“Yes, she did.” My boss didn’t even have the good grace to look embarrassed.

          “That’s not fair!”

          “She was worried about you.”

          “I bet.”

          “You ran over her neighbor’s mailbox,” said Dodie. “And you kept on going.”

          “I wondered what that bumpity-bump-bump-bump noise was.”

          “Now you know. That was the sound of a once sturdy four-by-four being dragged along a city street. In Ladue.”

          “Argh,” I groaned and rested my forehead on my arms again. “That’ll be an expensive fix.”

          “Not really. Robbie and the neighbor discussed the damage. Seems that the neighbor has wanted to put up a brick mailbox stand for years. Robbie offered to help. You’re in the clear, Sunshine.”

          “Argh,” I groaned again, but the Diet Dr Pepper was definitely lifting my spirits. “Dodie, do you think there’s only one person in the world for each of us? A soul mate? Just one?”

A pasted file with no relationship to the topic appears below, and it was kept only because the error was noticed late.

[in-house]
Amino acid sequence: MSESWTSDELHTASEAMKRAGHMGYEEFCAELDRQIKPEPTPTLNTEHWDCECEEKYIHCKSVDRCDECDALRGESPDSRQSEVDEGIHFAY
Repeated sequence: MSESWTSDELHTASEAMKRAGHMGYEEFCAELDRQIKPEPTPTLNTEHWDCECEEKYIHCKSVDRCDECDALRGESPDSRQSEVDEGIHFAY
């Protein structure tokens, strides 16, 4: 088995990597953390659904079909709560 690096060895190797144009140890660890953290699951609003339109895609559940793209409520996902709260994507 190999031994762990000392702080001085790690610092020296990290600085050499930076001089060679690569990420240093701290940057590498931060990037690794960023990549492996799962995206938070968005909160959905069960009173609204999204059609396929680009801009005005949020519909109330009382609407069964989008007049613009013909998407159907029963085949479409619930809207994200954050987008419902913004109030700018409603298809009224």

She fiddled with her Coke can. “That’s what I tell Horace. That he’s my one and only.”

          “So you do believe it.”

          “No, but I’m a good liar. Especially when it counts. There’s no reason for Horace to think he’s replaceable. He’s not. And I’m not about to go looking. But do I really believe there’s only one person for each of us? No. There are millions upon millions of people in this world. I think you could love and live with at least a handful.”

          I wiped my eyes and took a big drink of my Dr Pepper. “A handful.”

          “At least. Now get to work. I’m not paying you to sit around and wax philosophical.”

          She’d almost made it back to the stock room when I called out, “Dodie? Thank you.”

          “It’s okay, Sunshine. My therapist’s license never came through. The advice I gave you is worth exactly what you paid for it.”


Friday, October 4, 2013

Ink, Red, Dead Will Be Free for Three Days!

You can download Ink, Red, Dead for FREE from Oct. 5 thru 7 (Saturday through Monday) by going to  Here's the deal: As long as you keep spread the word and tell your friends about my free offers, I'll continue making my books available for FREE for a limited time!